Cloud ear fungus

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Cloud ear fungus—Auricularia polytricha
Auricularia polytricha.jpg
Cloud ear fungus
Scientific classification
Kingdom: Fungi
Division: Basidiomycota
Class: Heterobasidiomycetes
Order: Auriculariales
Family: Auriculariaceae
Genus: Auricularia
Species: A. polytricha
Binomial name
Auricularia polytricha
(Mont.) Sacc.
Auricularia polytricha
View the Mycomorphbox template that generates the following list
Mycological characteristics
smooth hymenium
no distinct cap
hymenium attachment is irregular or not applicable
lacks a stipe
spore print is white
ecology is saprotrophic
edibility: choice

Cloud ear fungus (Auricularia polytricha, syn. Hirneola polytricha) is an edible jelly fungus. It grows on trees in mountainous regions, is gray-brown in color and is often used in Asian cooking, especially Chinese cuisine.[1]


It is known as Mandarin Chinese: 云耳; pinyin: yún'ěr, lit. "cloud ear"), Chinese: 毛木耳; pinyin: máomù'ěr, lit. "hairy wood ear"), and in Japanese it is called ara-ge-ki-kurage (アラゲキクラゲ, lit. "rough-hair-tree-jellyfish"). It is also known as black fungus, black Chinese fungus (or mushroom), wood ear fungus, wood fungus, ear fungus, or tree ear fungus, an allusion to its rubbery ear-shaped growth. In Europe, it is frequently confused as "Jew's ear", and "Jelly ear", albeit they are very closely related. In Hawaii, they are known as pepeiao which means ear.[2] In Southeast Asia, it is known as bok née in local English (from the Hokkien 木耳 bo̍k-ní) and is used in the salad kerabu bok nee. In Indonesia and Malaysia, they are called jamur kuping, meaning "the ear mushroom", and in the Philippines, the locals call it tenga ng daga, meaning "rat's ear", due to its appearance. In Chinese cooking, it is often referred to as "Black Treasure".[1]


Fruit body resupinate or pileate, loosely attached, laterally and sometimes by a very short stalk, elastic, gelatinous; sterile surface dark yellowish brown to dark brown with greyish brown bands, hairy, silky. Hymenium smooth, or wrinkled, pale brown to dark brown to blackish brown with a whitish boom. Hairs thick-walled, up to 0.6 mm long. Basidia cylindrical, hyaline, three-septate, 46–60 × 4–5.5 μm with 1–3 lateral sterigmata; sterigmata 9–15 × 1.5–12 μm. spores, hyaline, reniform to allantoid, 13–16 × 4–5.5 μm, guttulate.[3]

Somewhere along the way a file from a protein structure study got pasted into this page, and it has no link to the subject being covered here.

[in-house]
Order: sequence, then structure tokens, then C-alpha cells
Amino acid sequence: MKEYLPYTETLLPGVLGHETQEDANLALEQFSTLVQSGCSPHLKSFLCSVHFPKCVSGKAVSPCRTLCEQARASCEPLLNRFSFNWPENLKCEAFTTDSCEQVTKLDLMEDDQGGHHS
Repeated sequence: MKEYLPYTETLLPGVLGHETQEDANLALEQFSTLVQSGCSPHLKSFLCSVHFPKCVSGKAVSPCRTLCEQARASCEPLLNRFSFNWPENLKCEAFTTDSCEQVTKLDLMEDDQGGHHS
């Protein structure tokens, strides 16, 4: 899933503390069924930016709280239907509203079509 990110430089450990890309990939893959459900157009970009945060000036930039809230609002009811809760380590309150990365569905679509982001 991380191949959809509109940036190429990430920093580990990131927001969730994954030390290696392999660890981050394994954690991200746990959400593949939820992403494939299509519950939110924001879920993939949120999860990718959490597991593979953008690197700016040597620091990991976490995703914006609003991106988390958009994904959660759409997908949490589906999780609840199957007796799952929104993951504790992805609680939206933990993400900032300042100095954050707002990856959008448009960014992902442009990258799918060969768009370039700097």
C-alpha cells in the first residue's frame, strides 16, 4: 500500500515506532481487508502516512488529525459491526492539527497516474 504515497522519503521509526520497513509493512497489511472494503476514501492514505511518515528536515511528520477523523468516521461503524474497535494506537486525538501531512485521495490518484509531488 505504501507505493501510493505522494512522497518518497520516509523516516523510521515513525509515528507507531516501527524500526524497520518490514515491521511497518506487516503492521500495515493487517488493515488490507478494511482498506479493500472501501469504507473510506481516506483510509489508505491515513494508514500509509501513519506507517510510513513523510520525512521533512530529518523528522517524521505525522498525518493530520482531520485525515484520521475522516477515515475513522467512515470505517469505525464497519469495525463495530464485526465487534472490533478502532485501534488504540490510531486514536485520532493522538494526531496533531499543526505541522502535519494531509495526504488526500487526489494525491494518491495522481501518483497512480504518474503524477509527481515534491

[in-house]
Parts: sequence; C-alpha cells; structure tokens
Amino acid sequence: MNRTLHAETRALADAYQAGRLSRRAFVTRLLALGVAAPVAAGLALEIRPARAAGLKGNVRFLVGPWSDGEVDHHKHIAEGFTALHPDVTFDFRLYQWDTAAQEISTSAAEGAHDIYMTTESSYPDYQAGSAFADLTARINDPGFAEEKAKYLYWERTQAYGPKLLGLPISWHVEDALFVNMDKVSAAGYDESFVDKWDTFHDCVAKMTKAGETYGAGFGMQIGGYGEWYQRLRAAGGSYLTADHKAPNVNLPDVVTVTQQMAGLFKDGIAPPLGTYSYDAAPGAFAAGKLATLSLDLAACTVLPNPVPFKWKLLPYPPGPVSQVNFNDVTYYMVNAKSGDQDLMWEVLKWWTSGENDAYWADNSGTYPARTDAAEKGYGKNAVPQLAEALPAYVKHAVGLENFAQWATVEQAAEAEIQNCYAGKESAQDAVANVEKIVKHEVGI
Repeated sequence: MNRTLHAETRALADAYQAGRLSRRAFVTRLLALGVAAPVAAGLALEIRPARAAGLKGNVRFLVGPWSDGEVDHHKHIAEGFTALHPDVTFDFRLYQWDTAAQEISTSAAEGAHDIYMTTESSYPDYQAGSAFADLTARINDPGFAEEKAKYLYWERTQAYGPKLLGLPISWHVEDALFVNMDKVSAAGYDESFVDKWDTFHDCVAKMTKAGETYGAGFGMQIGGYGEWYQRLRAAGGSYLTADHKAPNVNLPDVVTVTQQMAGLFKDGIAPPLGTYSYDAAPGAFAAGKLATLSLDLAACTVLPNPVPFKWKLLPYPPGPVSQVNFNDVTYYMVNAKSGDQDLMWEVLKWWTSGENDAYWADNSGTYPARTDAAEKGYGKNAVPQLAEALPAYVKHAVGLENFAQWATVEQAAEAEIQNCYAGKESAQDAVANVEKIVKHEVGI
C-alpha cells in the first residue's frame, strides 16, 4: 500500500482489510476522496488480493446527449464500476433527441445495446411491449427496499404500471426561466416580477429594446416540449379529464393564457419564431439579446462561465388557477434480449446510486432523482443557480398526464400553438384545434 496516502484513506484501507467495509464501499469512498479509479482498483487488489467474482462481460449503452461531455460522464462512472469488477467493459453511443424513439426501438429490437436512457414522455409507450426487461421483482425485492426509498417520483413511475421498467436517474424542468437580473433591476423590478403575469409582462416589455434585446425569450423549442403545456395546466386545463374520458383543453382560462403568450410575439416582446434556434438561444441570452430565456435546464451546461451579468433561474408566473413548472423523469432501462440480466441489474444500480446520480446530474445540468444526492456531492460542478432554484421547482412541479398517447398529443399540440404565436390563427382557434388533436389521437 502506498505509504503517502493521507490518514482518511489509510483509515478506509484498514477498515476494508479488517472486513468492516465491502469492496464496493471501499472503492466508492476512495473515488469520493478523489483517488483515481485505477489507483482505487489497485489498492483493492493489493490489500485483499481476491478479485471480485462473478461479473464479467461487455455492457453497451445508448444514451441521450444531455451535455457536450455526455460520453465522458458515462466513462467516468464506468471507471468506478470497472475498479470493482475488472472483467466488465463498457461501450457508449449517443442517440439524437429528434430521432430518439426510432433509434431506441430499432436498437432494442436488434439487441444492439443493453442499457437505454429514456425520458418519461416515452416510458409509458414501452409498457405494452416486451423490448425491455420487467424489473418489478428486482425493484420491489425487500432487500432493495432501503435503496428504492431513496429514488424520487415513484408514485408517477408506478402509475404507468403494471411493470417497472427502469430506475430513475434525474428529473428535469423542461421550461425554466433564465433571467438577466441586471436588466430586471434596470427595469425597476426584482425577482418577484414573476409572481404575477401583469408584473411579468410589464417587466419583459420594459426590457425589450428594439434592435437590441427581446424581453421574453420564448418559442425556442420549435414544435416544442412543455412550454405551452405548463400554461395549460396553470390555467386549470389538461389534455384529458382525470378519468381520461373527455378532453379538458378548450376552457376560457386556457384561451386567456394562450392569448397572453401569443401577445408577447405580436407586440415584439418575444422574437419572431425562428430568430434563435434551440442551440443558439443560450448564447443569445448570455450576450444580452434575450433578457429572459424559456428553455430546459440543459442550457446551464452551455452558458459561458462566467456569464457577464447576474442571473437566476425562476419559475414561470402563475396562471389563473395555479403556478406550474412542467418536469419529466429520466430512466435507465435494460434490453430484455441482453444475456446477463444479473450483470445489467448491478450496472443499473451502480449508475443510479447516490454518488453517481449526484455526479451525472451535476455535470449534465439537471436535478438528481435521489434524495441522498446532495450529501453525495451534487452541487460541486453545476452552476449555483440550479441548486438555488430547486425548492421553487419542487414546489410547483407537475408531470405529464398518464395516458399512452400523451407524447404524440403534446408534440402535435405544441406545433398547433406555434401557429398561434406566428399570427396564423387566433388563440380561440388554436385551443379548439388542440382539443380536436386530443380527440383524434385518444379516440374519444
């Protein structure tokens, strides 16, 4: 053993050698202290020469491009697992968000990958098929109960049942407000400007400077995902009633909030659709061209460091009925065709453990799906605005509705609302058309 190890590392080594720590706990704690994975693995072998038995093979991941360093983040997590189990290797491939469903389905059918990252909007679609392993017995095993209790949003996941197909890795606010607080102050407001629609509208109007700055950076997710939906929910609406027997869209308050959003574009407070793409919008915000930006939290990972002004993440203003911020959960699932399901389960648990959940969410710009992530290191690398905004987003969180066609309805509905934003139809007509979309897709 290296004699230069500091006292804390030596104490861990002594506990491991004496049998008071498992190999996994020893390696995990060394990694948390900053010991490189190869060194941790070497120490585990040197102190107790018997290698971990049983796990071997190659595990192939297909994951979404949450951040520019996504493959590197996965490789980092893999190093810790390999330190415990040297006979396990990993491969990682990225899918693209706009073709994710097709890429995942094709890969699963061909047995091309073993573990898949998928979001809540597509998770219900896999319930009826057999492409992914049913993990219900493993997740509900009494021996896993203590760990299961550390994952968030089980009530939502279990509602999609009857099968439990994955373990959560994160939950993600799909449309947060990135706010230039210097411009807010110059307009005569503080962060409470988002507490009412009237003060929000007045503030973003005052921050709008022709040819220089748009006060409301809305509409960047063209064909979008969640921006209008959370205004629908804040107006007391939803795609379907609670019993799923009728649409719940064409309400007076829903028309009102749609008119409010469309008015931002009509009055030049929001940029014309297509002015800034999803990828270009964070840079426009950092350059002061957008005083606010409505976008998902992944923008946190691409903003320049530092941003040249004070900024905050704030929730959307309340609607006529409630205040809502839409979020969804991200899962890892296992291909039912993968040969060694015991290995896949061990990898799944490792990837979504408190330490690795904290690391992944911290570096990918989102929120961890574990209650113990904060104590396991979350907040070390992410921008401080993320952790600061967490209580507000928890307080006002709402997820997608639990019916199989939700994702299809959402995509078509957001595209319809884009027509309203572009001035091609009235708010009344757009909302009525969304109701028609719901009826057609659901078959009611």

Habitat and distribution[edit]

Auricularia polytricha is widely distributed in moist-deciduous to wet evergreen forests of the Western Ghats, Kerala, India. This species occurs in clusters on rotting branches and twigs and on decaying stumps and logs.[3]


Auricularia polytricha is usually sold dried and needs to be soaked before use. While almost tasteless, it is prized for its slippery but slightly crunchy texture, and its potential medicinal properties, including its newly discovered anticoagulant properties.[4] Of note, the slight crunchiness persists despite most cooking processes.[5]

As per Chinese medicine practitioners, eating dried and cooked wood ear can have health benefits for people with high blood pressure, cancer and can prevent coronary heart disease and arteriosclerosis. [1] It may also be effective in reducing LDL cholesterol and aortic atherosclerotic plaque, as demonstrated in a study on rabbits.[6]

Related fungi[edit]

  • Auricularia auricula-judae, the "Jew's Ear fungus", a closely related species, is also used in Asian cuisine and has been suggested as an acceptable culinary alternative to Cloud Ear fungus.[7]
  • Snow fungus, Tremella fuciformis, another edible fungus which is superficially similar in appearance, has similar culinary and medicinal uses, but is actually a parasitic species in another class of fungi.

See also[edit]


  1. ^ a b c "Cuisine - Food - Cloud ear fungus". China Daily. 29 February 2011. Retrieved 4 May 2016.  Check date values in: |date= (help)
  2. ^ Elizabeth Speith. "Auricularia polytricha (Auriculariaceae) - HEAR species info". Retrieved 2011-02-28. 
  3. ^ a b Mohanan C. (2011). Macrofungi of Kerala. Kerala, India: Kerala Forest Research Institute. p. 597. ISBN 81-85041-73-3. 
  4. ^ Smith, Lana Billings. "The nutritional benefits of wood ear fungus". Retrieved 5 May 2016.  External link in |website= (help)
  5. ^ "Why wood ear fungus should be a part of your daily meals". Organic Olivia. Retrieved 5 May 2016. 
  6. ^ Fan, YM; Xu, MY; Wang, LY; Zhang, Y; Zhang, L; Yang, H; Wang, P; Cui, P (1989). "The effect of edible black tree fungus (Auricuaria auricula) on experimental atherosclerosis in rabbits". Chinese medical journal. 102 (2): 100–5. PMID 2505974. 
  7. ^ [1][full citation needed]

External links[edit]